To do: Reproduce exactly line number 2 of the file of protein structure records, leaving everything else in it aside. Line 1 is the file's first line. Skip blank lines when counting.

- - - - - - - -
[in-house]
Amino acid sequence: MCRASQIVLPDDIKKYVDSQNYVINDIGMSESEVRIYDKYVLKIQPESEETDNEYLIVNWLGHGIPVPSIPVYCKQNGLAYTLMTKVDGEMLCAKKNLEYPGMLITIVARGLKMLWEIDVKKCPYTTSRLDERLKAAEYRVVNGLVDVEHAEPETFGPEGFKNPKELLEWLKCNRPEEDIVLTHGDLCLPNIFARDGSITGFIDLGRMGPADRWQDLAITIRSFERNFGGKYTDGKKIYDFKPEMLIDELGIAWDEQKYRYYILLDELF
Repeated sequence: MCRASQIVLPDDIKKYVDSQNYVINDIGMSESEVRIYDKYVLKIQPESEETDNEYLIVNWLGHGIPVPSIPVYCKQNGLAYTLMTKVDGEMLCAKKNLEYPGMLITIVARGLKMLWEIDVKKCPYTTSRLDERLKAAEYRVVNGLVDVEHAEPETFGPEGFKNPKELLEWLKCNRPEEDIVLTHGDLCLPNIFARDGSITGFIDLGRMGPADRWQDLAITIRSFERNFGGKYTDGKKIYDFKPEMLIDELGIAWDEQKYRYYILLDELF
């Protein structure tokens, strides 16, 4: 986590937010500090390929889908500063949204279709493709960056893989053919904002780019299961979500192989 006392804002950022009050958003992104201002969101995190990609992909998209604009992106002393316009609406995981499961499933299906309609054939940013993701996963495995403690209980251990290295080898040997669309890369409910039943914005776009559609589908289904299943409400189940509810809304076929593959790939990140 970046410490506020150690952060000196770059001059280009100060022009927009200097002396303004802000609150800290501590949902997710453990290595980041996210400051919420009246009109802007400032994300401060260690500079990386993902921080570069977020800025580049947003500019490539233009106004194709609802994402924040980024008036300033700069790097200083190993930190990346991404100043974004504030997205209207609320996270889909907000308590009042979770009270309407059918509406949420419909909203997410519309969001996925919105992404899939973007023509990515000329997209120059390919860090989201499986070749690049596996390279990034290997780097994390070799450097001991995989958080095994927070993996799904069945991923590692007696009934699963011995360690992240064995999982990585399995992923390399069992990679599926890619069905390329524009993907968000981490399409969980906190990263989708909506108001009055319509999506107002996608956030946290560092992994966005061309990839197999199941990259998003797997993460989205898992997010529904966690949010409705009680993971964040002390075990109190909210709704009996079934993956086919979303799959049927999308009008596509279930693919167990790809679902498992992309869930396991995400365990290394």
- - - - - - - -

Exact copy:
Amino acid sequence: MCRASQIVLPDDIKKYVDSQNYVINDIGMSESEVRIYDKYVLKIQPESEETDNEYLIVNWLGHGIPVPSIPVYCKQNGLAYTLMTKVDGEMLCAKKNLEYPGMLITIVARGLKMLWEIDVKKCPYTTSRLDERLKAAEYRVVNGLVDVEHAEPETFGPEGFKNPKELLEWLKCNRPEEDIVLTHGDLCLPNIFARDGSITGFIDLGRMGPADRWQDLAITIRSFERNFGGKYTDGKKIYDFKPEMLIDELGIAWDEQKYRYYILLDELF